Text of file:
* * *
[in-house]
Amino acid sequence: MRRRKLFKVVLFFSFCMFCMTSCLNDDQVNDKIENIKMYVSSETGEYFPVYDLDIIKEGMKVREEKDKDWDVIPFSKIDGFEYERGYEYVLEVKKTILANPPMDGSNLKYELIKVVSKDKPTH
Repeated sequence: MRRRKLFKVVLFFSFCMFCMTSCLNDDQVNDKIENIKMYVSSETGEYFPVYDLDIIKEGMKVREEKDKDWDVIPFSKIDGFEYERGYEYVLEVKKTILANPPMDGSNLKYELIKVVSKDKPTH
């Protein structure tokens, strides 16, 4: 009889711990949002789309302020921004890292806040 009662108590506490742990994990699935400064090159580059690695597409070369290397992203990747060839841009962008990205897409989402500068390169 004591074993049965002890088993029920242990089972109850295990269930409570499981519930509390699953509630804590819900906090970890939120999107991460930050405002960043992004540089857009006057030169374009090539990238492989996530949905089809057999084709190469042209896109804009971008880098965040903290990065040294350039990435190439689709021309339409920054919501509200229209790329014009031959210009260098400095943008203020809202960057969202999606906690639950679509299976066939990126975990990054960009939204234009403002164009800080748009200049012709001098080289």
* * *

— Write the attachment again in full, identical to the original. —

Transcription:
[in-house]
Amino acid sequence: MRRRKLFKVVLFFSFCMFCMTSCLNDDQVNDKIENIKMYVSSETGEYFPVYDLDIIKEGMKVREEKDKDWDVIPFSKIDGFEYERGYEYVLEVKKTILANPPMDGSNLKYELIKVVSKDKPTH
Repeated sequence: MRRRKLFKVVLFFSFCMFCMTSCLNDDQVNDKIENIKMYVSSETGEYFPVYDLDIIKEGMKVREEKDKDWDVIPFSKIDGFEYERGYEYVLEVKKTILANPPMDGSNLKYELIKVVSKDKPTH
């Protein structure tokens, strides 16, 4: 009889711990949002789309302020921004890292806040 009662108590506490742990994990699935400064090159580059690695597409070369290397992203990747060839841009962008990205897409989402500068390169 004591074993049965002890088993029920242990089972109850295990269930409570499981519930509390699953509630804590819900906090970890939120999107991460930050405002960043992004540089857009006057030169374009090539990238492989996530949905089809057999084709190469042209896109804009971008880098965040903290990065040294350039990435190439689709021309339409920054919501509200229209790329014009031959210009260098400095943008203020809202960057969202999606906690639950679509299976066939990126975990990054960009939204234009403002164009800080748009200049012709001098080289």